Silence prevailed among the four Consistory members.

"All right, I can,” responded Dominie Brink.

And so the minister wrote his own letter of call.  He was to receive $500 a year including free housing and fuel.  (Today we would call the fuel firewood.)  Rev. Brink battled Lynden mud as he walked to farms and homes to make his visits.  Later he rode horseback through dense woods.  Brink would often lie flat to avoid being scraped off his mount by low hanging tree limbs.  In the dark he would become hopelessly lost, trusting his horse to return him home. Rev. Brink saw his congregation grow to thirty-five families as new immigrants settled in Lynden.

First Church purchased three lots for $175 on Front Street, a thoroughfare of mud and stumps, in block five in August of 1902.   By April of 1903 a structure ten times too large for the congregation was completed having seating for 600 on the main floor.  Later growth made necessary the addition of a balcony.  By 1907 the entire block was purchased and a parsonage and stables were erected.  Membership had increased to seventy-three families.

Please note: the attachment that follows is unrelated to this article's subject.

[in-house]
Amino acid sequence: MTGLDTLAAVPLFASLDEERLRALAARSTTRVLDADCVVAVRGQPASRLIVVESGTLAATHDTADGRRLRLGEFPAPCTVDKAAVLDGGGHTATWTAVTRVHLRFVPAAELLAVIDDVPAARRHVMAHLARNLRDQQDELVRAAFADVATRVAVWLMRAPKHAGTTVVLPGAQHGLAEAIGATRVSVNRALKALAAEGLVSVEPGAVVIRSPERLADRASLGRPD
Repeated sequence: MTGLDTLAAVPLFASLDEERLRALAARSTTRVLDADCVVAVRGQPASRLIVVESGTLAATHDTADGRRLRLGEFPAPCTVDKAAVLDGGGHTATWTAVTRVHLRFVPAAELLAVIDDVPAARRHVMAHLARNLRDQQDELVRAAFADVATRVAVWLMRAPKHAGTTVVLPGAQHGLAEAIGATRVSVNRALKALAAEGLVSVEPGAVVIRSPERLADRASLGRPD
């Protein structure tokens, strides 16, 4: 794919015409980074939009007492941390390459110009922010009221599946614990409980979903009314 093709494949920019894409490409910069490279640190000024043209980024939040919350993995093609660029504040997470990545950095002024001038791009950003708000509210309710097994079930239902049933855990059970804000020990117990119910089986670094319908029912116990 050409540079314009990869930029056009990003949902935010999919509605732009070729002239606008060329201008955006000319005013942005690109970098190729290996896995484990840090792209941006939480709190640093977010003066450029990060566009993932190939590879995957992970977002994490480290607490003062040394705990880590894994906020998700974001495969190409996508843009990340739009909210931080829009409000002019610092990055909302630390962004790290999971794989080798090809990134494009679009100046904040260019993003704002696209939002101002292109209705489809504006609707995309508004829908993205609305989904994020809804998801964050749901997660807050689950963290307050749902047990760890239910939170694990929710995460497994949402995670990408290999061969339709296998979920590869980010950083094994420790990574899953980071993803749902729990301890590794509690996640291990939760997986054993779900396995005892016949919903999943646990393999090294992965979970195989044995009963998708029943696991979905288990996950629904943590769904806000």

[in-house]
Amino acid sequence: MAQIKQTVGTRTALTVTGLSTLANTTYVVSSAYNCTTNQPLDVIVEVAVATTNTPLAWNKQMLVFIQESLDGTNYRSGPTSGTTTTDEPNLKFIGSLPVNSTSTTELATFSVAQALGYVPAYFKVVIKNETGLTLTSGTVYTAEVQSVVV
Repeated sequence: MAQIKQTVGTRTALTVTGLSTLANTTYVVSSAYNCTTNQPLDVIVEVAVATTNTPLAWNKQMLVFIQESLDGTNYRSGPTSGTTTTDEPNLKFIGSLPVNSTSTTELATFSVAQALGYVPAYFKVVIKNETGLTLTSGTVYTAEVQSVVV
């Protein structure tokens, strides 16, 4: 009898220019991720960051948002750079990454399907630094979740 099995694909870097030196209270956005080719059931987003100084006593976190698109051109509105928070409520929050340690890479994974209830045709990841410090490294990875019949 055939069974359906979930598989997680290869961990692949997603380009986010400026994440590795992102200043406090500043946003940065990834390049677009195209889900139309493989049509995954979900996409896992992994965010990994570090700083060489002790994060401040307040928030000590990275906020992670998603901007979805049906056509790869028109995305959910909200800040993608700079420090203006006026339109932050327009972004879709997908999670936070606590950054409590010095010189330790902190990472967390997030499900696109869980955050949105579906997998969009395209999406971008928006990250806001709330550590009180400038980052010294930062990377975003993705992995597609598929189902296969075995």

To be sure Dutch was the language of First  Church.  It became an issue in 1919 when a sizable portion of the congregation wanted English services.  Second Christian Reformed Church was born in 1920 with the blessing of the mother church.  But the language issue would not die.  Requests surfaced for one service in each language each Sunday.  Catechism was taught in English.  Bilingual services became the practice in the thirties with one service conducted in the “American” language.  When the bulletin started in October of 1935 during Rev. Hollebeek’s pastorate, it was printed with pertinent information in both English and Dutch.  Throughout the thirties and forties many adjustments were made to strike the right balance of English and Dutch to the satisfaction of almost no one.  Council decided to record its minutes in English in January of 1942.  Dutch services continued into the early fifties when Rev. J.C. Berburgge was pastor.  Gradually the need of Dutch
services faded away.

The manner in which the Lord’s Supper was served has changed over the years.  In those early days table and chairs were set up and communicants came forward in shifts to receive the elements.  The wine was taken from the common cup.  The thank offering was not part of the observance, but communicants would slip some money under the table cloth before returning to their pew.